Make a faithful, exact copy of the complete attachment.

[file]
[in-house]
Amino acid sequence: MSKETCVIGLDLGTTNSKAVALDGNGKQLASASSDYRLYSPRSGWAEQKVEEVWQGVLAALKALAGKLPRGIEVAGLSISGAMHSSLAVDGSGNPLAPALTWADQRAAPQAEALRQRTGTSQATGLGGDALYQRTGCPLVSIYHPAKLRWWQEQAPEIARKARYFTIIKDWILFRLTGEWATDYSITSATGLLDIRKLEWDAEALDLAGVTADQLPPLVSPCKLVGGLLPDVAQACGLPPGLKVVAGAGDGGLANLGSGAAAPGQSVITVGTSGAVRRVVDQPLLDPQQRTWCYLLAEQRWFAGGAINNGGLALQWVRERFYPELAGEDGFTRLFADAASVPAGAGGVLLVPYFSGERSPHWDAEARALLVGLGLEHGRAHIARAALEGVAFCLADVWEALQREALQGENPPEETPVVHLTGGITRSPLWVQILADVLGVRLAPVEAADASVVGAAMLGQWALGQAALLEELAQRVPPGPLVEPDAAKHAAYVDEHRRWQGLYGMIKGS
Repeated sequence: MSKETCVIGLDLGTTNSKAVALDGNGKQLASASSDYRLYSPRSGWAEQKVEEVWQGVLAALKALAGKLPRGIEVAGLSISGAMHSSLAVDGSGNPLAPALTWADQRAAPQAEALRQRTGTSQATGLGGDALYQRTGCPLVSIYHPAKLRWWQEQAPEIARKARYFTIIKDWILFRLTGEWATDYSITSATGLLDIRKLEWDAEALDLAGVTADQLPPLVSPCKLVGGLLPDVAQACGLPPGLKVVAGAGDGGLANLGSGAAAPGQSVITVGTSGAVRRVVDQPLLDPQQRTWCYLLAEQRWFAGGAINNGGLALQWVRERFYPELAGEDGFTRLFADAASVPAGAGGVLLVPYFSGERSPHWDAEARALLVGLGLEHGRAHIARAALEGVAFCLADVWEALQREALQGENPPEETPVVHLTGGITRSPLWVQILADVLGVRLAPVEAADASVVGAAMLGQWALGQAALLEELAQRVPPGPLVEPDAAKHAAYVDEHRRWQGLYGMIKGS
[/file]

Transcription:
[in-house]
Amino acid sequence: MSKETCVIGLDLGTTNSKAVALDGNGKQLASASSDYRLYSPRSGWAEQKVEEVWQGVLAALKALAGKLPRGIEVAGLSISGAMHSSLAVDGSGNPLAPALTWADQRAAPQAEALRQRTGTSQATGLGGDALYQRTGCPLVSIYHPAKLRWWQEQAPEIARKARYFTIIKDWILFRLTGEWATDYSITSATGLLDIRKLEWDAEALDLAGVTADQLPPLVSPCKLVGGLLPDVAQACGLPPGLKVVAGAGDGGLANLGSGAAAPGQSVITVGTSGAVRRVVDQPLLDPQQRTWCYLLAEQRWFAGGAINNGGLALQWVRERFYPELAGEDGFTRLFADAASVPAGAGGVLLVPYFSGERSPHWDAEARALLVGLGLEHGRAHIARAALEGVAFCLADVWEALQREALQGENPPEETPVVHLTGGITRSPLWVQILADVLGVRLAPVEAADASVVGAAMLGQWALGQAALLEELAQRVPPGPLVEPDAAKHAAYVDEHRRWQGLYGMIKGS
Repeated sequence: MSKETCVIGLDLGTTNSKAVALDGNGKQLASASSDYRLYSPRSGWAEQKVEEVWQGVLAALKALAGKLPRGIEVAGLSISGAMHSSLAVDGSGNPLAPALTWADQRAAPQAEALRQRTGTSQATGLGGDALYQRTGCPLVSIYHPAKLRWWQEQAPEIARKARYFTIIKDWILFRLTGEWATDYSITSATGLLDIRKLEWDAEALDLAGVTADQLPPLVSPCKLVGGLLPDVAQACGLPPGLKVVAGAGDGGLANLGSGAAAPGQSVITVGTSGAVRRVVDQPLLDPQQRTWCYLLAEQRWFAGGAINNGGLALQWVRERFYPELAGEDGFTRLFADAASVPAGAGGVLLVPYFSGERSPHWDAEARALLVGLGLEHGRAHIARAALEGVAFCLADVWEALQREALQGENPPEETPVVHLTGGITRSPLWVQILADVLGVRLAPVEAADASVVGAAMLGQWALGQAALLEELAQRVPPGPLVEPDAAKHAAYVDEHRRWQGLYGMIKGS